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Malcolm X’s Philly Roots Run Deeper Than You May Think

  Malcolm X is not always thought of as closely related to the City of Brotherly Love. He started his family in Queens, died in Manhattan and is buried in Hartsdale. Still, murals of Malcolm X adorn the walls of Philadelphia buildings. How much time did Malcolm X actually spend in Philadelphia and why is it significant enough to account for the building-sized artwork created in his honor?

   Malcolm Little was born in Omaha, Nebraska on May 19th, 1925. He was the son of Earl Little and Louise Helen Norton. He was one of seven children, although a Michigan newspaper article about his father’s death states that he had left behind “a widow… [and] 10 children.” His father was one of ten children to parents John Little and Ella Gray. Malcolm’s great-grandfather was named Tony, and he was a slave that belonged to the “Little family” at the time of the Emancipation. Upon becoming a free man, he was given the last name “Little.”

/Matthew Albasi

/Matthew Albasi

   His family moved around a lot, even before he was born. According to the 1900 and 1910 Censuses, his father Earl was a farm laborer in Georgia before becoming a porter at a department store in Philadelphia by the 1920 Census. Just about five years before the birth of Malcolm, the Littles lived at 1451 N. Camac Street. The 1930 Census states that Malcolm was born in 1925 in Nebraska, and the family now lived in the 50th district of Lansing, Michigan. Earl Little was now a “laborer” doing “odd jobs.”

   Earl Little died in Michigan at the age of 41. He was run over by a streetcar when he was going to fetch his overcoat that he had forgotten. Rumors about his death range from him committing suicide to him being murdered by a racist group called the “Black Legion.” In 1940, Malcolm lived at the residence of Charles McKinney in Mason, Michigan. McKinney was a “ditch digger” in the “drain construction” industry. In addition to the six members of the McKinney family that Malcolm lived with, he also lived with eight other warders in the house. This was just one of the foster homes that Malcolm lived in after his father died when he was six, and his mother was admitted to Kalamazoo’s mental hospital when he was 13.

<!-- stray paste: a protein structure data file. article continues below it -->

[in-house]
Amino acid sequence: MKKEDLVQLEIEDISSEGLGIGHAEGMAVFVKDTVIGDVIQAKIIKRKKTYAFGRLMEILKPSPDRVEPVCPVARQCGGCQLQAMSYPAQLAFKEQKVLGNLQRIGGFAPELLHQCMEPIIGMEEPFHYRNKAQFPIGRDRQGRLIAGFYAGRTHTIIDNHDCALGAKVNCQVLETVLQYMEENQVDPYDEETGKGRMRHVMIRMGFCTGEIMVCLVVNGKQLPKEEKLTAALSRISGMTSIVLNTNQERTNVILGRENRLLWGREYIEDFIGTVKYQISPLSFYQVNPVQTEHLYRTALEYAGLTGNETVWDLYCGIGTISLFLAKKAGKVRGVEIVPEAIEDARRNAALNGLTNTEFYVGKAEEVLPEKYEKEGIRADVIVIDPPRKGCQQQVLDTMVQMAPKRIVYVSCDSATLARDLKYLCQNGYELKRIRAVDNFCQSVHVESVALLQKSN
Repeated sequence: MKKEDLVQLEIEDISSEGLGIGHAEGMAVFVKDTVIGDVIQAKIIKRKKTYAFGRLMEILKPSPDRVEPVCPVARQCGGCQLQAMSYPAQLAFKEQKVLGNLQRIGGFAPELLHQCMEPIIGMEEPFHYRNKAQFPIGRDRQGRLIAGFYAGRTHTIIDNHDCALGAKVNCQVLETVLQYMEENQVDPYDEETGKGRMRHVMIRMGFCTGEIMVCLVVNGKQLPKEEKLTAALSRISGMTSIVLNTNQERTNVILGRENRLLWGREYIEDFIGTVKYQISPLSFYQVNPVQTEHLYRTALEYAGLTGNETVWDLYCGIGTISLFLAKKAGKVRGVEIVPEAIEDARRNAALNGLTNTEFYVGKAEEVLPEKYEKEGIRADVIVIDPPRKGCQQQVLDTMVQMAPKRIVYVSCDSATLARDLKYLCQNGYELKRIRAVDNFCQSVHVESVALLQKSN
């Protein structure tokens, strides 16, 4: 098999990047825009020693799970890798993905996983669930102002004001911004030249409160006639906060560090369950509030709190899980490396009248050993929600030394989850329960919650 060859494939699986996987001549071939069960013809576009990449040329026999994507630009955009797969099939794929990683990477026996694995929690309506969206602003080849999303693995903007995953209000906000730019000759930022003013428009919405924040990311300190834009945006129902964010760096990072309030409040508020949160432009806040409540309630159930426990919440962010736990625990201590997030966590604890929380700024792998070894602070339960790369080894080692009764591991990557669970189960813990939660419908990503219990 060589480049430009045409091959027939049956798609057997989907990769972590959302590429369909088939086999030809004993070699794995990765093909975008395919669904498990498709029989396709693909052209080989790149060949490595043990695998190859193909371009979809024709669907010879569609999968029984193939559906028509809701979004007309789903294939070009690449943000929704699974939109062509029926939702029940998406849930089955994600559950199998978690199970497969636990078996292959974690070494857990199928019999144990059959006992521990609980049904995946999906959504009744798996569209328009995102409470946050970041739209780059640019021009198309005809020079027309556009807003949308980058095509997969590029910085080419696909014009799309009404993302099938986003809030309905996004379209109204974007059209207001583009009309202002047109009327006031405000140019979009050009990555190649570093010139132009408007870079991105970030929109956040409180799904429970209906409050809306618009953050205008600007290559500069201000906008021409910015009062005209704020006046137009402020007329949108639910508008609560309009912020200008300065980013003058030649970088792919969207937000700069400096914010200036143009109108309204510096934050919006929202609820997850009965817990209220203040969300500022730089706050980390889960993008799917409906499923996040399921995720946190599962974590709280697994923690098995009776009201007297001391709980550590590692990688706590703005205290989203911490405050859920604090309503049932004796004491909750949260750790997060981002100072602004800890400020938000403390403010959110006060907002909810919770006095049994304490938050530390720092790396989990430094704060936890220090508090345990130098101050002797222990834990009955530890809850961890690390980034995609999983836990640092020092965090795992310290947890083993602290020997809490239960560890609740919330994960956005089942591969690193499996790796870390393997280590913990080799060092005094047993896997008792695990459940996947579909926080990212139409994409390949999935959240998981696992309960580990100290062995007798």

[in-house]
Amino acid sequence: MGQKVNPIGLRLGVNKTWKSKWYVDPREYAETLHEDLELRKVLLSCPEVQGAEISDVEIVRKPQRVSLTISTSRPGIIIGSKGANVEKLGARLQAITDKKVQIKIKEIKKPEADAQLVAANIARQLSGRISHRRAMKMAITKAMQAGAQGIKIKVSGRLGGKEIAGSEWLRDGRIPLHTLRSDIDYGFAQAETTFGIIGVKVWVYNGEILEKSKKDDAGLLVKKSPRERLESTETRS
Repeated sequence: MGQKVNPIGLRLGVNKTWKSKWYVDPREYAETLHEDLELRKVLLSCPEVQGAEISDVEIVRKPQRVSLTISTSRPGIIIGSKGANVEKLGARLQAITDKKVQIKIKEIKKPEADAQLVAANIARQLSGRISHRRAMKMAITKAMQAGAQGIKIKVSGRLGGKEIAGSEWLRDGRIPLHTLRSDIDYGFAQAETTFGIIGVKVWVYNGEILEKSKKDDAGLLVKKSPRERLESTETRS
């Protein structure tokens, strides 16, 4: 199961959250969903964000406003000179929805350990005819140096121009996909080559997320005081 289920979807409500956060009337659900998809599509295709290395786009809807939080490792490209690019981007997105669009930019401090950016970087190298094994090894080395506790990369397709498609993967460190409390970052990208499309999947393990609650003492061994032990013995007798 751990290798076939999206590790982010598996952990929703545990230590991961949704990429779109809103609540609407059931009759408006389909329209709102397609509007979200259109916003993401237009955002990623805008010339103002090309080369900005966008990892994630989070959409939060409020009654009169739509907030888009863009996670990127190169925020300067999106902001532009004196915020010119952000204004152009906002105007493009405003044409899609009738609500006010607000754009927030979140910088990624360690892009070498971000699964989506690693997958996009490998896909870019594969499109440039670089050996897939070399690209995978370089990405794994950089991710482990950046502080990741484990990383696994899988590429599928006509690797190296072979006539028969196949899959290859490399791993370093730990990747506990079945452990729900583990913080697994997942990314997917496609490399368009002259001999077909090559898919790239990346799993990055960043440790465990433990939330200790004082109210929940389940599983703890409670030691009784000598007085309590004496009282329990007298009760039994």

Malcolm Little had misbehaved as a child. He had eventually found himself in jail for larceny and breaking and entering. While in jail, he became a Muslim and refused his last name. Since “Little” was the name that was given to his family because of the slave-owning family that his great-grandfather belonged to, Malcolm decided that “X” symbolized his real identity. According to Malcolm X on page 129 of his autobiography sourced from “al-rasid.com”, the “Muslim’s ‘X’ symbolized the true African family name that he never could know.” The name “Little” belonged to “some blue-eyed devil…[who] had imposed upon [his] paternal forebears.”

   According to Hidden City Philadelphia, Malcolm X “moved to Philadelphia in early March of 1954…to energize Temple 12, located at 1643 North Bailey St.” Hidden City gets their information from the biography “Malcolm X: A Life of Reinvention”. Malcolm may have lived at 1522 N. 26th St. with Joseph X Gravitt, but that building has since been demolished. Author Sean Patrick Griffin, Ph.D. in Administration of Justice from the Pennsylvania State University, claims that he lived at 2515 W. Nicholas St. in his 2005 book “Black Brothers, Inc.: The Violent Rise and Fall of Philadelphia’s Black Mafia”.

   Hidden City also states that Malcolm X “remained minister of Temple 12 for…three months.” Temple 12 (1643 N. Bailey St.) was recreated as the Holy Ghost Crusade Church by Annie L. Duncan, who was “honored by former mayor Wilson Goode for her church work,” according top Philly.com.

/Matthew Albasi

/Matthew Albasi